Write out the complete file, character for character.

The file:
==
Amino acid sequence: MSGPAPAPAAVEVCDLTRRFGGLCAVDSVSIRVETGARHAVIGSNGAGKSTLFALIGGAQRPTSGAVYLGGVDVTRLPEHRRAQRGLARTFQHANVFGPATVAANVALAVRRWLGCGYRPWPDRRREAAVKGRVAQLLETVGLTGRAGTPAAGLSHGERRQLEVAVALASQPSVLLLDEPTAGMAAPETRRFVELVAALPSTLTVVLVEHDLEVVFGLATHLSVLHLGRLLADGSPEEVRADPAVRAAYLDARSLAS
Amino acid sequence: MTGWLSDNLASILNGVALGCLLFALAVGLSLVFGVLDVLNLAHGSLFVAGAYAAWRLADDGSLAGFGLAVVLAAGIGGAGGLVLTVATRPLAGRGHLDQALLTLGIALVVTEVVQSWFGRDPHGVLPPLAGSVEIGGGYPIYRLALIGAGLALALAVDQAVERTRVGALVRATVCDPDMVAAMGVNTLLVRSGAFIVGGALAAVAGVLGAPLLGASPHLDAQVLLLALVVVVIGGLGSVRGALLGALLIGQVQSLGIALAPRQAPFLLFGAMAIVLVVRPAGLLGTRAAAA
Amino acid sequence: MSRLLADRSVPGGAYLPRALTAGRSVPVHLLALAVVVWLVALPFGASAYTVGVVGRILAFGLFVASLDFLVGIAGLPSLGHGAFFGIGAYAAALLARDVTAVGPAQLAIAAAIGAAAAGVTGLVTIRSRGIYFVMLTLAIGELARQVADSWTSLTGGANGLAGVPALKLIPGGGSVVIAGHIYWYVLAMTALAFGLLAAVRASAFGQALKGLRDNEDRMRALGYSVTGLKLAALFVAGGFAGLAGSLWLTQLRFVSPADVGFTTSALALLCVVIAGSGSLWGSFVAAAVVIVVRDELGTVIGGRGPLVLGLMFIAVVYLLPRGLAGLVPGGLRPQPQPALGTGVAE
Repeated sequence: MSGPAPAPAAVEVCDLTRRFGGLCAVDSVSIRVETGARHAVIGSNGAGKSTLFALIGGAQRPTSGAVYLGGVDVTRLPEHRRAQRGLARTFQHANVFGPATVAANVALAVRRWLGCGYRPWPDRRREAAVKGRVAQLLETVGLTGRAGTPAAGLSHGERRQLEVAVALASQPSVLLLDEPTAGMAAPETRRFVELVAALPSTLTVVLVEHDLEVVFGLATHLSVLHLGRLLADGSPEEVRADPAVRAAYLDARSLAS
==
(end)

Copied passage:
Amino acid sequence: MSGPAPAPAAVEVCDLTRRFGGLCAVDSVSIRVETGARHAVIGSNGAGKSTLFALIGGAQRPTSGAVYLGGVDVTRLPEHRRAQRGLARTFQHANVFGPATVAANVALAVRRWLGCGYRPWPDRRREAAVKGRVAQLLETVGLTGRAGTPAAGLSHGERRQLEVAVALASQPSVLLLDEPTAGMAAPETRRFVELVAALPSTLTVVLVEHDLEVVFGLATHLSVLHLGRLLADGSPEEVRADPAVRAAYLDARSLAS
Amino acid sequence: MTGWLSDNLASILNGVALGCLLFALAVGLSLVFGVLDVLNLAHGSLFVAGAYAAWRLADDGSLAGFGLAVVLAAGIGGAGGLVLTVATRPLAGRGHLDQALLTLGIALVVTEVVQSWFGRDPHGVLPPLAGSVEIGGGYPIYRLALIGAGLALALAVDQAVERTRVGALVRATVCDPDMVAAMGVNTLLVRSGAFIVGGALAAVAGVLGAPLLGASPHLDAQVLLLALVVVVIGGLGSVRGALLGALLIGQVQSLGIALAPRQAPFLLFGAMAIVLVVRPAGLLGTRAAAA
Amino acid sequence: MSRLLADRSVPGGAYLPRALTAGRSVPVHLLALAVVVWLVALPFGASAYTVGVVGRILAFGLFVASLDFLVGIAGLPSLGHGAFFGIGAYAAALLARDVTAVGPAQLAIAAAIGAAAAGVTGLVTIRSRGIYFVMLTLAIGELARQVADSWTSLTGGANGLAGVPALKLIPGGGSVVIAGHIYWYVLAMTALAFGLLAAVRASAFGQALKGLRDNEDRMRALGYSVTGLKLAALFVAGGFAGLAGSLWLTQLRFVSPADVGFTTSALALLCVVIAGSGSLWGSFVAAAVVIVVRDELGTVIGGRGPLVLGLMFIAVVYLLPRGLAGLVPGGLRPQPQPALGTGVAE
Repeated sequence: MSGPAPAPAAVEVCDLTRRFGGLCAVDSVSIRVETGARHAVIGSNGAGKSTLFALIGGAQRPTSGAVYLGGVDVTRLPEHRRAQRGLARTFQHANVFGPATVAANVALAVRRWLGCGYRPWPDRRREAAVKGRVAQLLETVGLTGRAGTPAAGLSHGERRQLEVAVALASQPSVLLLDEPTAGMAAPETRRFVELVAALPSTLTVVLVEHDLEVVFGLATHLSVLHLGRLLADGSPEEVRADPAVRAAYLDARSLAS